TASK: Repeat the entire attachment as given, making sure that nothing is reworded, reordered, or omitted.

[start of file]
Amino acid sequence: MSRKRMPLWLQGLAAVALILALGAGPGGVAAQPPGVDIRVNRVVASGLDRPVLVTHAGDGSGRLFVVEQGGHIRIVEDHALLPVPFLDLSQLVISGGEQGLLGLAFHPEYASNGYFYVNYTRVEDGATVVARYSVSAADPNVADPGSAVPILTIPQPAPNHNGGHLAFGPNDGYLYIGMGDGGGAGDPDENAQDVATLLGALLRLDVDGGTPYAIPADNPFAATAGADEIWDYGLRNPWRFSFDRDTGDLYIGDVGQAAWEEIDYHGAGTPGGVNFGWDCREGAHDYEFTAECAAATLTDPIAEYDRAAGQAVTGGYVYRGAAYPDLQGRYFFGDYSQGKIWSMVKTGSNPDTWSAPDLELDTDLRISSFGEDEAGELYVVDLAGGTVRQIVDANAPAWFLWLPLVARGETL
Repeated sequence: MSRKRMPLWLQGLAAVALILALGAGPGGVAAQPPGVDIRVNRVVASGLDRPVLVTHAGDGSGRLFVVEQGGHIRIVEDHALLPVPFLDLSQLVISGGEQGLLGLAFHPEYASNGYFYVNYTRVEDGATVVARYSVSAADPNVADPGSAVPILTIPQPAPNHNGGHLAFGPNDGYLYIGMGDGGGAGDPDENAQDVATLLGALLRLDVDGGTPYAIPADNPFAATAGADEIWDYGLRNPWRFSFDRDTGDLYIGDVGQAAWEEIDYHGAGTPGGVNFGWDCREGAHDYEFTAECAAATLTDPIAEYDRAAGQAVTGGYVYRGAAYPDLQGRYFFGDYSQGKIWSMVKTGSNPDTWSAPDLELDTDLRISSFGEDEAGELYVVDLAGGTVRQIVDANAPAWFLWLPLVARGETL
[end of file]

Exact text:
Amino acid sequence: MSRKRMPLWLQGLAAVALILALGAGPGGVAAQPPGVDIRVNRVVASGLDRPVLVTHAGDGSGRLFVVEQGGHIRIVEDHALLPVPFLDLSQLVISGGEQGLLGLAFHPEYASNGYFYVNYTRVEDGATVVARYSVSAADPNVADPGSAVPILTIPQPAPNHNGGHLAFGPNDGYLYIGMGDGGGAGDPDENAQDVATLLGALLRLDVDGGTPYAIPADNPFAATAGADEIWDYGLRNPWRFSFDRDTGDLYIGDVGQAAWEEIDYHGAGTPGGVNFGWDCREGAHDYEFTAECAAATLTDPIAEYDRAAGQAVTGGYVYRGAAYPDLQGRYFFGDYSQGKIWSMVKTGSNPDTWSAPDLELDTDLRISSFGEDEAGELYVVDLAGGTVRQIVDANAPAWFLWLPLVARGETL
Repeated sequence: MSRKRMPLWLQGLAAVALILALGAGPGGVAAQPPGVDIRVNRVVASGLDRPVLVTHAGDGSGRLFVVEQGGHIRIVEDHALLPVPFLDLSQLVISGGEQGLLGLAFHPEYASNGYFYVNYTRVEDGATVVARYSVSAADPNVADPGSAVPILTIPQPAPNHNGGHLAFGPNDGYLYIGMGDGGGAGDPDENAQDVATLLGALLRLDVDGGTPYAIPADNPFAATAGADEIWDYGLRNPWRFSFDRDTGDLYIGDVGQAAWEEIDYHGAGTPGGVNFGWDCREGAHDYEFTAECAAATLTDPIAEYDRAAGQAVTGGYVYRGAAYPDLQGRYFFGDYSQGKIWSMVKTGSNPDTWSAPDLELDTDLRISSFGEDEAGELYVVDLAGGTVRQIVDANAPAWFLWLPLVARGETL